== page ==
Pursuing financial independence has many paths, but self-employment – more often than not – is said to be one of the faster ones.
It also has some of the benefits that cubicle-dwellers yearn for, but cannot get to as easily until they’re financially independent.
So what’s it like to be self-employed, and more specifically, have a “lifestyle” business in the real world? Or to put it another way, what will your life be like after you achieve FI and have a lifestyle business to keep yourself occupied?
Your Schedule Is Flexible
Doctor’s appointment in the middle of the day? No problem! You can do errands when you want, and schedule your day around other stuff you need to get done. No more fighting the hordes at Costco on a weekend either. I generalize, but you get the point.
Work On What You’re Passionate About
Most lifestyle businesses start this way. You’re naturally good at what you like doing, and if it has legs, you may end up making a good chunk of change in your business. No dead-end jobs that you stopped loving a while back.
No Dreading Monday Morning
I remember the last time I went up to the Bay area to meet a bunch of friends for a mini-reunion. It was a Saturday night and over beer and pizza the topic of work invariably came up. To this day, I remember being struck by the observation that they were suffering from Monday morning blues on a Saturday night! Maybe I’ve gotten a little too laid back living in Southern California, but that’s not how I see myself getting through the next decade.
Being self-employed gives you the flexibility to do what you enjoy doing and live your life the way you want now, instead of later. I can’t remember the last time I dreaded going back to work. Yes, there are highs and lows like with everything else in life, but never Monday morning blues for decades on end.
More Family Time
This is probably one of the biggest benefits of a lifestyle business, during the accumulation phase, as that’s likely also the time you have a growing family. It’s also the easiest one to screw up as there’s always ‘more work’ that needs to be done. If you are able to successfully balance your business and personal lives, you will be living in harmony with yourself.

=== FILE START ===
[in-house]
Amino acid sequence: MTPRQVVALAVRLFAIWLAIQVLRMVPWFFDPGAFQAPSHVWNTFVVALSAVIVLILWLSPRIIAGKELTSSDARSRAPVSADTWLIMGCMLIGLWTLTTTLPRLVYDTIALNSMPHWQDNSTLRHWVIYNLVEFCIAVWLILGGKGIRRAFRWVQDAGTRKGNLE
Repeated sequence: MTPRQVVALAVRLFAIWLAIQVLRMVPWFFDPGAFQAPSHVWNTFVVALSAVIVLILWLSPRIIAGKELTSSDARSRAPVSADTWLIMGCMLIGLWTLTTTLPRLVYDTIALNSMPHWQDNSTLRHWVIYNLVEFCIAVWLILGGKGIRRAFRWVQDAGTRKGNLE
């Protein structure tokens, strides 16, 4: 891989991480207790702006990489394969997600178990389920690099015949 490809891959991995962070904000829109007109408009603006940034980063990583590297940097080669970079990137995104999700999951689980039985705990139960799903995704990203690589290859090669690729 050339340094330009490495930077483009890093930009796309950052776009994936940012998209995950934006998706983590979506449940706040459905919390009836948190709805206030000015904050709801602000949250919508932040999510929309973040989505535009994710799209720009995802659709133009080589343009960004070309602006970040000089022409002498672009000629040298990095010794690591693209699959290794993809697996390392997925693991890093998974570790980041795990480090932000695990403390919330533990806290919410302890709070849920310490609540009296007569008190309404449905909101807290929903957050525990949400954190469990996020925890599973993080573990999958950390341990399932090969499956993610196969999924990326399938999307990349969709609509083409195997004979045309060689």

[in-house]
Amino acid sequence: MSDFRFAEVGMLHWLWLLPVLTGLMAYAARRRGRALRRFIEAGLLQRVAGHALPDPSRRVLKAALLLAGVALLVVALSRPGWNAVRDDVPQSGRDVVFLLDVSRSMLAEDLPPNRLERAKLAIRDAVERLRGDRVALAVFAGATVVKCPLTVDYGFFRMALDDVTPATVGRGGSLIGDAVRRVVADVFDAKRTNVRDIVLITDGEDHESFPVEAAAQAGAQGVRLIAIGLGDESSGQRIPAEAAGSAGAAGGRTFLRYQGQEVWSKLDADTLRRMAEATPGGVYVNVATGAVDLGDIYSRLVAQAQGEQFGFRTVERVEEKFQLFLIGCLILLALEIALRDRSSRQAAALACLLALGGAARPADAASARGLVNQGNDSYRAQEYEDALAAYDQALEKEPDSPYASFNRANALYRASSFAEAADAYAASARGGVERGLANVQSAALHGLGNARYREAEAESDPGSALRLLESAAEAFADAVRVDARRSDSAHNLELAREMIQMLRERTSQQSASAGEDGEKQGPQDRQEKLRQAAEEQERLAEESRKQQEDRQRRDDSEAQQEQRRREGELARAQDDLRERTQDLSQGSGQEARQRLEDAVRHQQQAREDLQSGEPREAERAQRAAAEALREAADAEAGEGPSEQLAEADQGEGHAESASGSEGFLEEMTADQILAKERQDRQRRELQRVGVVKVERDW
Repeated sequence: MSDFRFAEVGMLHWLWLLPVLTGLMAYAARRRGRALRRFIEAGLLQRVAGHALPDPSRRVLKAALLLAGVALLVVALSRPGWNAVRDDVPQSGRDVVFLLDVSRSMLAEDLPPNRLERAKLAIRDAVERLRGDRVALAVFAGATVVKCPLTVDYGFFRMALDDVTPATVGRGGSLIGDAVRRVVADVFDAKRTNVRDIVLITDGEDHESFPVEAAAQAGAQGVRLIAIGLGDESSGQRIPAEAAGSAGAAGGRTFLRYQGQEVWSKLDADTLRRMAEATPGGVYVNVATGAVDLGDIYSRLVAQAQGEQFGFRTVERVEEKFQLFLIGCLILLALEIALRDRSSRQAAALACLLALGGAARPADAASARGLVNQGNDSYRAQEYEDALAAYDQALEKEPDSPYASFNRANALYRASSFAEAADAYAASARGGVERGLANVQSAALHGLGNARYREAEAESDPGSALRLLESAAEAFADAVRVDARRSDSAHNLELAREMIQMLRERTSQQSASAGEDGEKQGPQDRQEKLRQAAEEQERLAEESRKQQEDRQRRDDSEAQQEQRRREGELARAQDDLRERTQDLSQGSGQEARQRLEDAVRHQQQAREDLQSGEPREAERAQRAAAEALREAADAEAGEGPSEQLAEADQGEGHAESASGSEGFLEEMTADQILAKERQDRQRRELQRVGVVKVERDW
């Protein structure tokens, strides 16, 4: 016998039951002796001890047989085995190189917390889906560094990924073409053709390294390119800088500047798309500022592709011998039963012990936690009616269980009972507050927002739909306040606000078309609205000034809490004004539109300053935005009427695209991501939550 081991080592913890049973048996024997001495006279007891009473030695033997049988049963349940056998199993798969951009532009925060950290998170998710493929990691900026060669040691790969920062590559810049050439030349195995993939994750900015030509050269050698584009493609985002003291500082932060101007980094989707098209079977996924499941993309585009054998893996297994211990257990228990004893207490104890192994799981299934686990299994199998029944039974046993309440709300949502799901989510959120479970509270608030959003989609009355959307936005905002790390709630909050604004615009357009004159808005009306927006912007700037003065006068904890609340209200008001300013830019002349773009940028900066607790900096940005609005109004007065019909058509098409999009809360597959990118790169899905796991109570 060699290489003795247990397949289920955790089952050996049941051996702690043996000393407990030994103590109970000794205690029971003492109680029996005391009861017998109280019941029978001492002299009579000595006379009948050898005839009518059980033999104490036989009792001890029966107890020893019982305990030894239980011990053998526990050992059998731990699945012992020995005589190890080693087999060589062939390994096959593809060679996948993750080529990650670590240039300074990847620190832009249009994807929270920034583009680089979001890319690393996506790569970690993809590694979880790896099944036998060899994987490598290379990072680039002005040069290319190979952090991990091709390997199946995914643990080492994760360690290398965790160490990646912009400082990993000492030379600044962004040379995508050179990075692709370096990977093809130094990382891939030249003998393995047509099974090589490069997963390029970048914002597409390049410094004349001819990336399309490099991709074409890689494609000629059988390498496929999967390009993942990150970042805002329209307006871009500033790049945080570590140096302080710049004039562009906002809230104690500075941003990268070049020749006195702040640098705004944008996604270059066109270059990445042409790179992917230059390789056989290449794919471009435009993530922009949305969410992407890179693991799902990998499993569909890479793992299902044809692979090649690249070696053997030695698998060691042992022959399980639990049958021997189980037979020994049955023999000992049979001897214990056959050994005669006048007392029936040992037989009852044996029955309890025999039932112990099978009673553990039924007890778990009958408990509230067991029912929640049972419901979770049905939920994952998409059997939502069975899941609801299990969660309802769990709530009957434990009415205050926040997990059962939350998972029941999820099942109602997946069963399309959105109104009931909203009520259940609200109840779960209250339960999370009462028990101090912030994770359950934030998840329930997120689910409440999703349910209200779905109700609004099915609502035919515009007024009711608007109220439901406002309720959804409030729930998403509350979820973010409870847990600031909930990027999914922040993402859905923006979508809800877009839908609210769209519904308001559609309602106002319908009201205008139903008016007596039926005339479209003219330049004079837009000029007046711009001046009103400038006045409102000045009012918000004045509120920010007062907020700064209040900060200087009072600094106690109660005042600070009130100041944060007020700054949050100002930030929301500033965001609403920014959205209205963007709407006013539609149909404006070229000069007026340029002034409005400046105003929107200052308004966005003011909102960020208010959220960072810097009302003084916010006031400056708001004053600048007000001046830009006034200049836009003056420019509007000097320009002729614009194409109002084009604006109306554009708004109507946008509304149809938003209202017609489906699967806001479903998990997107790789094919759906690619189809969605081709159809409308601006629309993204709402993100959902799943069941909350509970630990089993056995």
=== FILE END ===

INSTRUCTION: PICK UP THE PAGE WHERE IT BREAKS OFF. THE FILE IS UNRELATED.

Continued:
Higher Earning Potential
The harder you work, the more you get paid. Performance reviews, company politics, favoritism or a reduced bonus because the company didn’t have a great quarter don’t even feature on the horizon. You are your own boss (well, almost) and your efforts and skill will essentially decide how much you make and how much quicker you get to your financial independence magic number.
If it is a lifestyle business and your spouse is also an owner-employee, you have the potential to sock away $54,000 each in 2017 ($60,000, if 50 yrs or older) in your Solo 401(K). Need I say more?
Side hustle, baby!
You have additional time to cultivate and explore passive income streams. This has far-reaching implications for your post-FI world. Trust me, running a business is hard work and requires a lot of missteps before you succeed. You have to wear multiple hats and navigate a world of (sometimes) too much information, not all of it accurate or useful. Suffice it to say, if you’ve managed to have a few side hustles while working towards your financial independence goals, you’ll have a head start on those that are just starting out.
Better Prepared To Pick The Right Health Insurance
Once you give up working for ‘the man’, and before you’re eligible for Medicare, you’re going to have to figure out the health insurance options for you and your family. I think we all know that the FI/RE obsessed crowd that we are, most of us will crunch our numbers and account for health care expenses – and hopefully include a buffer – in our calculations.
We’re definitely a minority.
Even then, calculating future premium costs while you have decent employer-subsidized health insurance and experiencing the reality of a Bronze HMO plan that you purchased from the health exchange because that’s all you could afford are two very different things. This is not to say that those plans are bad or that employers don’t offer the same plans to their employees, but only that being self-employed you’ve already experienced what it’s like when it comes to health insurance. Let’s leave politics and religion out of it for all the usual and obvious reasons.
Self-Employment and Financial Independence
I have been self-employed for more than a decade, and I’ll be the first to admit: it isn’t perfect. There are a few downsides, but none that can’t be overcome. If done right, self-employment has the biggest potential to give you some of the benefits that you’re looking for from a financially independent lifestyle.
It will likely also help you get there faster.